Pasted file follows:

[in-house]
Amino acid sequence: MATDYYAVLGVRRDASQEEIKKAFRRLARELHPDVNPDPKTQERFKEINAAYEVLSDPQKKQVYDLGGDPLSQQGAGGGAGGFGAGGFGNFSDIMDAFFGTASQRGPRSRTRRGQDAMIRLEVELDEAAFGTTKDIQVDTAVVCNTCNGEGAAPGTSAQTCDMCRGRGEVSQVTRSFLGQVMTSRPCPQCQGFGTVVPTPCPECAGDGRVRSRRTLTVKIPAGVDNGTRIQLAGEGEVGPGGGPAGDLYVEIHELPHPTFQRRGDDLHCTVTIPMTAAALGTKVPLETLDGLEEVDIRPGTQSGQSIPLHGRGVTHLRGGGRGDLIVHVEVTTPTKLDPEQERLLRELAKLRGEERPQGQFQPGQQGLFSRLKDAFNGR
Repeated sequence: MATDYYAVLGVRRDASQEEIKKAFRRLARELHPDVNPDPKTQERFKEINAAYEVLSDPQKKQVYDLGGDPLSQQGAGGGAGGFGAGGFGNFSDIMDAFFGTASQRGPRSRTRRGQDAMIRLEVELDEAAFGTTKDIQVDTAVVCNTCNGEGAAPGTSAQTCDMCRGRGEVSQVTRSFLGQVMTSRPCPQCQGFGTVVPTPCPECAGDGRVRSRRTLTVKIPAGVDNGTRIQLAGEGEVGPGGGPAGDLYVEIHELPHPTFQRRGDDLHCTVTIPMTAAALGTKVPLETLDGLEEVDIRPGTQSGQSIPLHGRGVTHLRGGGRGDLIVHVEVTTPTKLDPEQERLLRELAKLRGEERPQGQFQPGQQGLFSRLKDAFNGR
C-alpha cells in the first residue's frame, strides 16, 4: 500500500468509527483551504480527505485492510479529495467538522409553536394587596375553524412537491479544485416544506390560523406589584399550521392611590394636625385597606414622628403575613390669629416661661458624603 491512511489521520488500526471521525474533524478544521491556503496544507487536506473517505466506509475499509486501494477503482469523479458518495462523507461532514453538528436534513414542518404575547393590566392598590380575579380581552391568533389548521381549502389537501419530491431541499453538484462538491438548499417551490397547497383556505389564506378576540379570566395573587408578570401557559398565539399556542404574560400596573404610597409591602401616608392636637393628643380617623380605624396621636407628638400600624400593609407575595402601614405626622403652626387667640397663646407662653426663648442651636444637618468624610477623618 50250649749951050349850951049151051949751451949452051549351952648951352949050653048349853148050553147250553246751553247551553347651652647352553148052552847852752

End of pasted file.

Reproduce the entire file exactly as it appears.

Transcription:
[in-house]
Amino acid sequence: MATDYYAVLGVRRDASQEEIKKAFRRLARELHPDVNPDPKTQERFKEINAAYEVLSDPQKKQVYDLGGDPLSQQGAGGGAGGFGAGGFGNFSDIMDAFFGTASQRGPRSRTRRGQDAMIRLEVELDEAAFGTTKDIQVDTAVVCNTCNGEGAAPGTSAQTCDMCRGRGEVSQVTRSFLGQVMTSRPCPQCQGFGTVVPTPCPECAGDGRVRSRRTLTVKIPAGVDNGTRIQLAGEGEVGPGGGPAGDLYVEIHELPHPTFQRRGDDLHCTVTIPMTAAALGTKVPLETLDGLEEVDIRPGTQSGQSIPLHGRGVTHLRGGGRGDLIVHVEVTTPTKLDPEQERLLRELAKLRGEERPQGQFQPGQQGLFSRLKDAFNGR
Repeated sequence: MATDYYAVLGVRRDASQEEIKKAFRRLARELHPDVNPDPKTQERFKEINAAYEVLSDPQKKQVYDLGGDPLSQQGAGGGAGGFGAGGFGNFSDIMDAFFGTASQRGPRSRTRRGQDAMIRLEVELDEAAFGTTKDIQVDTAVVCNTCNGEGAAPGTSAQTCDMCRGRGEVSQVTRSFLGQVMTSRPCPQCQGFGTVVPTPCPECAGDGRVRSRRTLTVKIPAGVDNGTRIQLAGEGEVGPGGGPAGDLYVEIHELPHPTFQRRGDDLHCTVTIPMTAAALGTKVPLETLDGLEEVDIRPGTQSGQSIPLHGRGVTHLRGGGRGDLIVHVEVTTPTKLDPEQERLLRELAKLRGEERPQGQFQPGQQGLFSRLKDAFNGR
C-alpha cells in the first residue's frame, strides 16, 4: 500500500468509527483551504480527505485492510479529495467538522409553536394587596375553524412537491479544485416544506390560523406589584399550521392611590394636625385597606414622628403575613390669629416661661458624603 491512511489521520488500526471521525474533524478544521491556503496544507487536506473517505466506509475499509486501494477503482469523479458518495462523507461532514453538528436534513414542518404575547393590566392598590380575579380581552391568533389548521381549502389537501419530491431541499453538484462538491438548499417551490397547497383556505389564506378576540379570566395573587408578570401557559398565539399556542404574560400596573404610597409591602401616608392636637393628643380617623380605624396621636407628638400600624400593609407575595402601614405626622403652626387667640397663646407662653426663648442651636444637618468624610477623618 50250649749951050349850951049151051949751451949452051549351952648951352949050653048349853148050553147250553246751553247551553347651652647352553148052552847852752